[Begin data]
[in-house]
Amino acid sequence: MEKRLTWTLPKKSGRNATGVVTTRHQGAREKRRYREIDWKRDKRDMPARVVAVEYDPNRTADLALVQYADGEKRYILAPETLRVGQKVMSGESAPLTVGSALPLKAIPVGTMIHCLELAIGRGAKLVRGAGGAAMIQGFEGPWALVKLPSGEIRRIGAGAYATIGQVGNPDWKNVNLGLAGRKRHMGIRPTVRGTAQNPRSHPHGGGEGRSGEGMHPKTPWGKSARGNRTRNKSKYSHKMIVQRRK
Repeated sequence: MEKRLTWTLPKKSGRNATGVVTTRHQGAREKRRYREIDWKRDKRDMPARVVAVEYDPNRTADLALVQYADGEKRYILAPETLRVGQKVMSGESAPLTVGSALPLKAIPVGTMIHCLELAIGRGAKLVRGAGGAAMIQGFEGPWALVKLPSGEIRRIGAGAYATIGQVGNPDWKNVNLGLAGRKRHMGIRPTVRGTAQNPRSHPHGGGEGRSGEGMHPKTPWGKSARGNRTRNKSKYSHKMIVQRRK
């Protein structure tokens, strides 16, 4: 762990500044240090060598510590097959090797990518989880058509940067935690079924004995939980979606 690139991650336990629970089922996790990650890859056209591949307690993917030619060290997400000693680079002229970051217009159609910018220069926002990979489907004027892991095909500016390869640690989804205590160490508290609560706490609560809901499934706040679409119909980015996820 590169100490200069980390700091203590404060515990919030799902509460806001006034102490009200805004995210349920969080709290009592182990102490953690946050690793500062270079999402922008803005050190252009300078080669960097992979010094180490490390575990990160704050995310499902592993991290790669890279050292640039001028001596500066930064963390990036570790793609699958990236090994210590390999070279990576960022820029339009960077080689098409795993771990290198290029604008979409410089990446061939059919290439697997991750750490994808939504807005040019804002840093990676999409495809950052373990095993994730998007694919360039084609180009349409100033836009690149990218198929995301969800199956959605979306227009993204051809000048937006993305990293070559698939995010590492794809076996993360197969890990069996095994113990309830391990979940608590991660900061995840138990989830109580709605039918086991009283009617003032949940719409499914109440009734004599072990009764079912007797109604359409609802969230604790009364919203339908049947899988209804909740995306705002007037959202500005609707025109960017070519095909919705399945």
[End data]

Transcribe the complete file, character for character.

[in-house]
Amino acid sequence: MEKRLTWTLPKKSGRNATGVVTTRHQGAREKRRYREIDWKRDKRDMPARVVAVEYDPNRTADLALVQYADGEKRYILAPETLRVGQKVMSGESAPLTVGSALPLKAIPVGTMIHCLELAIGRGAKLVRGAGGAAMIQGFEGPWALVKLPSGEIRRIGAGAYATIGQVGNPDWKNVNLGLAGRKRHMGIRPTVRGTAQNPRSHPHGGGEGRSGEGMHPKTPWGKSARGNRTRNKSKYSHKMIVQRRK
Repeated sequence: MEKRLTWTLPKKSGRNATGVVTTRHQGAREKRRYREIDWKRDKRDMPARVVAVEYDPNRTADLALVQYADGEKRYILAPETLRVGQKVMSGESAPLTVGSALPLKAIPVGTMIHCLELAIGRGAKLVRGAGGAAMIQGFEGPWALVKLPSGEIRRIGAGAYATIGQVGNPDWKNVNLGLAGRKRHMGIRPTVRGTAQNPRSHPHGGGEGRSGEGMHPKTPWGKSARGNRTRNKSKYSHKMIVQRRK
């Protein structure tokens, strides 16, 4: 762990500044240090060598510590097959090797990518989880058509940067935690079924004995939980979606 690139991650336990629970089922996790990650890859056209591949307690993917030619060290997400000693680079002229970051217009159609910018220069926002990979489907004027892991095909500016390869640690989804205590160490508290609560706490609560809901499934706040679409119909980015996820 590169100490200069980390700091203590404060515990919030799902509460806001006034102490009200805004995210349920969080709290009592182990102490953690946050690793500062270079999402922008803005050190252009300078080669960097992979010094180490490390575990990160704050995310499902592993991290790669890279050292640039001028001596500066930064963390990036570790793609699958990236090994210590390999070279990576960022820029339009960077080689098409795993771990290198290029604008979409410089990446061939059919290439697997991750750490994808939504807005040019804002840093990676999409495809950052373990095993994730998007694919360039084609180009349409100033836009690149990218198929995301969800199956959605979306227009993204051809000048937006993305990293070559698939995010590492794809076996993360197969890990069996095994113990309830391990979940608590991660900061995840138990989830109580709605039918086991009283009617003032949940719409499914109440009734004599072990009764079912007797109604359409609802969230604790009364919203339908049947899988209804909740995306705002007037959202500005609707025109960017070519095909919705399945």